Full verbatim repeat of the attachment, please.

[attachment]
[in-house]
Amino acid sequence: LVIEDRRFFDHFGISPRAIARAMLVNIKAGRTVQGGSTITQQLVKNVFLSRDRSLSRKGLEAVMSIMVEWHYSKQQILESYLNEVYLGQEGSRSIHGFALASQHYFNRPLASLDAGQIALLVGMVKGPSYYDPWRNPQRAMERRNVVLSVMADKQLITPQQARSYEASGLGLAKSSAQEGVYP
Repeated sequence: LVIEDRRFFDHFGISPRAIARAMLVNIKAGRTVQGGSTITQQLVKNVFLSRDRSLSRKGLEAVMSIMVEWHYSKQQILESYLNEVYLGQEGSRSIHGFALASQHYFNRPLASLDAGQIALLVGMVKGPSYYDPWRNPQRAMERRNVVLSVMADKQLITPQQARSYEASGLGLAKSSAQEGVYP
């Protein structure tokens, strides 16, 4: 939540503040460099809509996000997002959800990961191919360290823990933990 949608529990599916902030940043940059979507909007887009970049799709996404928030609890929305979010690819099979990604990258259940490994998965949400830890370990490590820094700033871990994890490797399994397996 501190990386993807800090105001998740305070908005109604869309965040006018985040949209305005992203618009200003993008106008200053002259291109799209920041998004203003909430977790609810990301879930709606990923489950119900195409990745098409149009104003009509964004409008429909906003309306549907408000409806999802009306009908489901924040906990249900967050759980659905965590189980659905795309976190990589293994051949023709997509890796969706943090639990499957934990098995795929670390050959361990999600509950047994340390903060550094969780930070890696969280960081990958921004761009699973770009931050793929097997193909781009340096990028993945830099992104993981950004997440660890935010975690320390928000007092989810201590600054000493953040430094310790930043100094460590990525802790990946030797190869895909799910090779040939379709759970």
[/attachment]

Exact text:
[in-house]
Amino acid sequence: LVIEDRRFFDHFGISPRAIARAMLVNIKAGRTVQGGSTITQQLVKNVFLSRDRSLSRKGLEAVMSIMVEWHYSKQQILESYLNEVYLGQEGSRSIHGFALASQHYFNRPLASLDAGQIALLVGMVKGPSYYDPWRNPQRAMERRNVVLSVMADKQLITPQQARSYEASGLGLAKSSAQEGVYP
Repeated sequence: LVIEDRRFFDHFGISPRAIARAMLVNIKAGRTVQGGSTITQQLVKNVFLSRDRSLSRKGLEAVMSIMVEWHYSKQQILESYLNEVYLGQEGSRSIHGFALASQHYFNRPLASLDAGQIALLVGMVKGPSYYDPWRNPQRAMERRNVVLSVMADKQLITPQQARSYEASGLGLAKSSAQEGVYP
């Protein structure tokens, strides 16, 4: 939540503040460099809509996000997002959800990961191919360290823990933990 949608529990599916902030940043940059979507909007887009970049799709996404928030609890929305979010690819099979990604990258259940490994998965949400830890370990490590820094700033871990994890490797399994397996 501190990386993807800090105001998740305070908005109604869309965040006018985040949209305005992203618009200003993008106008200053002259291109799209920041998004203003909430977790609810990301879930709606990923489950119900195409990745098409149009104003009509964004409008429909906003309306549907408000409806999802009306009908489901924040906990249900967050759980659905965590189980659905795309976190990589293994051949023709997509890796969706943090639990499957934990098995795929670390050959361990999600509950047994340390903060550094969780930070890696969280960081990958921004761009699973770009931050793929097997193909781009340096990028993945830099992104993981950004997440660890935010975690320390928000007092989810201590600054000493953040430094310790930043100094460590990525802790990946030797190869895909799910090779040939379709759970």